My main idea was that rather than iterating through every pixel and comparing coordinates (
O(n) running time), you could loop through rows of pixels and remove just the selected ones with
I put together a quick test case with a simplified integer array and tried this. Turns out that although there are fewer iterations, using JS array
concat() is much much slower probably due to multiple memory copies needed to satisfy them.
You can see and play with my test case on jsFiddle.
Note that you can make significant savings over the completely naive
O(n) case by selecting loop boundaries such that only required rows are iterated and then, only required x value extracted with a nested loop. The running time of this case becomes something like
k is the number of pixels within the required selection which is strictly
<= n but probably significantly smaller in most use-cases.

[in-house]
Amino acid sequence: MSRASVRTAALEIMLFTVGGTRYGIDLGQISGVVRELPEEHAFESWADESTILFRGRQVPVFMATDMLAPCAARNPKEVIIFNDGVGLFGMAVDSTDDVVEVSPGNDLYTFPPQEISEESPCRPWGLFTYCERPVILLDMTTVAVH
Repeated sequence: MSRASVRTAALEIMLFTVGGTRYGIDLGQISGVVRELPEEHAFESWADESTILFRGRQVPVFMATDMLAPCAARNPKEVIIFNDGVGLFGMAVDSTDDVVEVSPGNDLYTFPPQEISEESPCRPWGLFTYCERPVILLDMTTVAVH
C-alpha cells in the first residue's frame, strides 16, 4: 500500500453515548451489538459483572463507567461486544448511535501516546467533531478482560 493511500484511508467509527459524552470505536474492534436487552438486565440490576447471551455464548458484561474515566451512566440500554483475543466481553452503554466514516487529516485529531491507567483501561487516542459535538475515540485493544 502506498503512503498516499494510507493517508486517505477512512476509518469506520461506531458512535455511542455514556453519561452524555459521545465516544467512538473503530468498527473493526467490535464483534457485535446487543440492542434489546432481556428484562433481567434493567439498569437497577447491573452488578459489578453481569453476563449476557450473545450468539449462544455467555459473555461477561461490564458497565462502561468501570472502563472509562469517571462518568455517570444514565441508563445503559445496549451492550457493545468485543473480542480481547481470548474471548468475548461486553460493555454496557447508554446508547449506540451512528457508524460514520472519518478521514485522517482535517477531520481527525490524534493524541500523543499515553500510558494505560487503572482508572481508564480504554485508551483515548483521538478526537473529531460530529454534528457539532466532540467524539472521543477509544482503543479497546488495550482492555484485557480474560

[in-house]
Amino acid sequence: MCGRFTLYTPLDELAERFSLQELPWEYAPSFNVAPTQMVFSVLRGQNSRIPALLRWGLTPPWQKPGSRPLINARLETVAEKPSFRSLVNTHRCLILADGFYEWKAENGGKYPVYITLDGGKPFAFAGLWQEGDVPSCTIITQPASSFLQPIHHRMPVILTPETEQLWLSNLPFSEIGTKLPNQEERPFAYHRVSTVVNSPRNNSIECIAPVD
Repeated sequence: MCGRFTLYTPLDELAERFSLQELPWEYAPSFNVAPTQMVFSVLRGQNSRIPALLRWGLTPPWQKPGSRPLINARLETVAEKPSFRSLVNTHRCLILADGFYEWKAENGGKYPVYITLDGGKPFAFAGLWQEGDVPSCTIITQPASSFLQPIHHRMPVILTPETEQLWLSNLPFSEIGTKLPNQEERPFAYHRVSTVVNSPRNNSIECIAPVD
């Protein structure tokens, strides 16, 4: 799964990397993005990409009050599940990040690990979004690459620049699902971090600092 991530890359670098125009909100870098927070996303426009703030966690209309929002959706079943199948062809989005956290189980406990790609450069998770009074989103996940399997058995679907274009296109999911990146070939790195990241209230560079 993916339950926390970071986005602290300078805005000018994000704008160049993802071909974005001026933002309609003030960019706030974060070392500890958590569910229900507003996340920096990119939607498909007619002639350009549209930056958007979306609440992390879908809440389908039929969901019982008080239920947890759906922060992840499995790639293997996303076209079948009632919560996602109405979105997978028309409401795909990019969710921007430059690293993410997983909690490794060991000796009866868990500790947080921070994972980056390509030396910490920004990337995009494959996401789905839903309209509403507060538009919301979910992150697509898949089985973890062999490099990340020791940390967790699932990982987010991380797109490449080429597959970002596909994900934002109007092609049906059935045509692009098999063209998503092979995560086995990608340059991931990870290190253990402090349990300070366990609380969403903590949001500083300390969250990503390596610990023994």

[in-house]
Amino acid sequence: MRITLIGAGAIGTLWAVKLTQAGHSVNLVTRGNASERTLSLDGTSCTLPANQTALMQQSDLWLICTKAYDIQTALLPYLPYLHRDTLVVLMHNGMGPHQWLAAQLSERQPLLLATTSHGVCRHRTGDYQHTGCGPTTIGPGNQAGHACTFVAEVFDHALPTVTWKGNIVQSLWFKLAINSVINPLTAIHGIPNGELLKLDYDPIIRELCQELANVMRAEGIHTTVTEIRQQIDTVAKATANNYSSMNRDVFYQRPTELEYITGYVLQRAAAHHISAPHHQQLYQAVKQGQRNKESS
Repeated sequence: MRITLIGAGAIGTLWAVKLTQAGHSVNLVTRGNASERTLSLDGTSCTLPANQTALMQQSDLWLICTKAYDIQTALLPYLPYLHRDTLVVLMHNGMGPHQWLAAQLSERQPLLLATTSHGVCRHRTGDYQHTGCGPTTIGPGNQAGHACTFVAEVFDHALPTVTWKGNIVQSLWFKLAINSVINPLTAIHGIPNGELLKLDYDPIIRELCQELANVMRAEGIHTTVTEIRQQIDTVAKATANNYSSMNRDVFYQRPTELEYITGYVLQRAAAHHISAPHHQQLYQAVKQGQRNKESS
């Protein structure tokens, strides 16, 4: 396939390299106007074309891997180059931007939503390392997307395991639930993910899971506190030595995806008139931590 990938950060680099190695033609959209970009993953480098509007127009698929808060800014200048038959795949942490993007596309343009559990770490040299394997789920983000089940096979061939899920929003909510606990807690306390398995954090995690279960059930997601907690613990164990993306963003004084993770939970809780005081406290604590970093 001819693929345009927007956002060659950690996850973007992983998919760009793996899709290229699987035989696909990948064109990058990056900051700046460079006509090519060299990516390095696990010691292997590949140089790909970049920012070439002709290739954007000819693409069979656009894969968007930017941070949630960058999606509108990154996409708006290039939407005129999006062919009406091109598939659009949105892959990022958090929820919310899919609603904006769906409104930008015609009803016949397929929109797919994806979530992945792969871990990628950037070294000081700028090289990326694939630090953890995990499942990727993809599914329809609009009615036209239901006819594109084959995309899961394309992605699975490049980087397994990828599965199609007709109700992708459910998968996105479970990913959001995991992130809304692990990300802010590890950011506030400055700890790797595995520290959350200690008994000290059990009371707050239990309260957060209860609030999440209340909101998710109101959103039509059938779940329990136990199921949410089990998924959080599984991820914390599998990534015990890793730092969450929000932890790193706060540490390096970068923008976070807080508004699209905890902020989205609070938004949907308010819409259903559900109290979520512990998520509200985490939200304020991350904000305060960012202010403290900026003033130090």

In algorithmic terms this is not a particularly surprising or ground-breaking result. My colleague has probably already found a better solution anyway. My take away was: jsFiddle is great for quick benchmarking and prototyping of solutions.
It makes it trivial to construct test cases and share and develop them with others. I did have one glitch triggered by my JS code getting too long for the textarea and causing the UI to 'scroll' but with no way to get it back. But even then a cut, refresh and paste got me back on my feet. And given it's 'alpha' status this is a relatively small complaint.